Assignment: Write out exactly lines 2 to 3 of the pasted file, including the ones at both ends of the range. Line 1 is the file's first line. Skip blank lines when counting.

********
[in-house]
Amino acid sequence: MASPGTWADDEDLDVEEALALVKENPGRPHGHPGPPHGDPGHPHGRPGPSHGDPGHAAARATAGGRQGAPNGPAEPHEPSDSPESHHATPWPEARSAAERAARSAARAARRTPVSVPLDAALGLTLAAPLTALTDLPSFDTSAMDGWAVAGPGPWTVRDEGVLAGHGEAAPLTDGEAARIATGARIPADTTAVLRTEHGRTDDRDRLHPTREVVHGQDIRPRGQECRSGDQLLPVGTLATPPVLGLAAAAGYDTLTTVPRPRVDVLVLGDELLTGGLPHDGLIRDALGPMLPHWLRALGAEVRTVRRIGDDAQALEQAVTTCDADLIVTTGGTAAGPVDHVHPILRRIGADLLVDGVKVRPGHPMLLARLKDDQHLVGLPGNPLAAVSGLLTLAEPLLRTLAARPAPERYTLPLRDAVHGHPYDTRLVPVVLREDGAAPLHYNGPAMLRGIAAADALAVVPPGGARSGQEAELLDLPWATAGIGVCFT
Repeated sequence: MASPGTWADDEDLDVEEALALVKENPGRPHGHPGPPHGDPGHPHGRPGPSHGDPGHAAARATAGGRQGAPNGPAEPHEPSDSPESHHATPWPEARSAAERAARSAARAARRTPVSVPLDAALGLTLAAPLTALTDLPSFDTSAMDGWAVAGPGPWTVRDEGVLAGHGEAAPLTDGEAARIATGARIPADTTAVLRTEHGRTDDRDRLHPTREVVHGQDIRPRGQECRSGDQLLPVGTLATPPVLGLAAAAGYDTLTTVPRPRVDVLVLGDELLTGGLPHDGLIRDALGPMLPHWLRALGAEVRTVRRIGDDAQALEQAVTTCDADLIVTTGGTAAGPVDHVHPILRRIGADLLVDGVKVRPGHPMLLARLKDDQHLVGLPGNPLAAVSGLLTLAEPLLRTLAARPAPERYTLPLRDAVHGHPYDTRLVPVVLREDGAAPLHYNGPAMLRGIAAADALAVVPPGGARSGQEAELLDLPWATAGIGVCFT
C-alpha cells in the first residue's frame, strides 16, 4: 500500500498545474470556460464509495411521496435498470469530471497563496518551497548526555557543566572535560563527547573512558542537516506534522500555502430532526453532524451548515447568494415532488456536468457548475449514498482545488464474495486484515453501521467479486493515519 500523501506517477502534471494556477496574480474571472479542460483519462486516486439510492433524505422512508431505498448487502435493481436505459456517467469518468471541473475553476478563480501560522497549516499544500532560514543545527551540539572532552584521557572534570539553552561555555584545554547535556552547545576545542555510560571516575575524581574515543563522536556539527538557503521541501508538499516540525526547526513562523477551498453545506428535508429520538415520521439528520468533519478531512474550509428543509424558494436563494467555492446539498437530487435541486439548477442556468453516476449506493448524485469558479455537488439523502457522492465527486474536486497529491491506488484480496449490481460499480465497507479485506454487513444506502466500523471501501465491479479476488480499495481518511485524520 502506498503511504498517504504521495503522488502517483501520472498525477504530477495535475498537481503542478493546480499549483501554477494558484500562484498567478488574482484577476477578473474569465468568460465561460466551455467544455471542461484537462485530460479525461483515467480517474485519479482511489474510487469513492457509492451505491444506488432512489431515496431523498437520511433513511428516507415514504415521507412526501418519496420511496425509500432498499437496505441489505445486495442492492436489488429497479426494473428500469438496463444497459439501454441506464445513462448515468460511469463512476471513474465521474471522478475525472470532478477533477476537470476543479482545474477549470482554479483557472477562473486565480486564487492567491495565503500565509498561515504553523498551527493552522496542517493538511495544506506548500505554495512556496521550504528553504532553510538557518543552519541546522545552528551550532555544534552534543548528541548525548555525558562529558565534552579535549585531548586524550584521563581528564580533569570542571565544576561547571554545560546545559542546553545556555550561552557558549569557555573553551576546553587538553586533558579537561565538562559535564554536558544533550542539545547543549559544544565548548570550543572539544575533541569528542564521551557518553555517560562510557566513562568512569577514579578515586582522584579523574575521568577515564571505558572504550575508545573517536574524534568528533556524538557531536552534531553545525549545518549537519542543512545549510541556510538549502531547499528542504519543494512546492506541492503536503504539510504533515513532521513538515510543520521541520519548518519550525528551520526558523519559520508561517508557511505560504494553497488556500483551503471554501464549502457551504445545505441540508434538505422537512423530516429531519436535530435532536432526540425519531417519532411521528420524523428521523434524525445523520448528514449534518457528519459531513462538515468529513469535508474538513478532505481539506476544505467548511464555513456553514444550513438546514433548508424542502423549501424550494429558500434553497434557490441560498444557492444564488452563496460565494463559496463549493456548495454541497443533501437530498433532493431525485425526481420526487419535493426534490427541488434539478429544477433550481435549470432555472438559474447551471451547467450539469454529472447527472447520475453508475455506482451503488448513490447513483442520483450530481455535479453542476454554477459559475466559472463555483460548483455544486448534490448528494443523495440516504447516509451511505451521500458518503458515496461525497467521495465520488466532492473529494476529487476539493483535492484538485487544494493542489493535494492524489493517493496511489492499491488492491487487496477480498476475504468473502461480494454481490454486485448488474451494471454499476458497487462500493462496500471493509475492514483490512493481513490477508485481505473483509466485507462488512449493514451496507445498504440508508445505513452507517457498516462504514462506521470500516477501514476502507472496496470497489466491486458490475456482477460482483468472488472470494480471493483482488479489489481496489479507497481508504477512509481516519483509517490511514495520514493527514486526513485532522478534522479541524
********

Amino acid sequence: MASPGTWADDEDLDVEEALALVKENPGRPHGHPGPPHGDPGHPHGRPGPSHGDPGHAAARATAGGRQGAPNGPAEPHEPSDSPESHHATPWPEARSAAERAARSAARAARRTPVSVPLDAALGLTLAAPLTALTDLPSFDTSAMDGWAVAGPGPWTVRDEGVLAGHGEAAPLTDGEAARIATGARIPADTTAVLRTEHGRTDDRDRLHPTREVVHGQDIRPRGQECRSGDQLLPVGTLATPPVLGLAAAAGYDTLTTVPRPRVDVLVLGDELLTGGLPHDGLIRDALGPMLPHWLRALGAEVRTVRRIGDDAQALEQAVTTCDADLIVTTGGTAAGPVDHVHPILRRIGADLLVDGVKVRPGHPMLLARLKDDQHLVGLPGNPLAAVSGLLTLAEPLLRTLAARPAPERYTLPLRDAVHGHPYDTRLVPVVLREDGAAPLHYNGPAMLRGIAAADALAVVPPGGARSGQEAELLDLPWATAGIGVCFT
Repeated sequence: MASPGTWADDEDLDVEEALALVKENPGRPHGHPGPPHGDPGHPHGRPGPSHGDPGHAAARATAGGRQGAPNGPAEPHEPSDSPESHHATPWPEARSAAERAARSAARAARRTPVSVPLDAALGLTLAAPLTALTDLPSFDTSAMDGWAVAGPGPWTVRDEGVLAGHGEAAPLTDGEAARIATGARIPADTTAVLRTEHGRTDDRDRLHPTREVVHGQDIRPRGQECRSGDQLLPVGTLATPPVLGLAAAAGYDTLTTVPRPRVDVLVLGDELLTGGLPHDGLIRDALGPMLPHWLRALGAEVRTVRRIGDDAQALEQAVTTCDADLIVTTGGTAAGPVDHVHPILRRIGADLLVDGVKVRPGHPMLLARLKDDQHLVGLPGNPLAAVSGLLTLAEPLLRTLAARPAPERYTLPLRDAVHGHPYDTRLVPVVLREDGAAPLHYNGPAMLRGIAAADALAVVPPGGARSGQEAELLDLPWATAGIGVCFT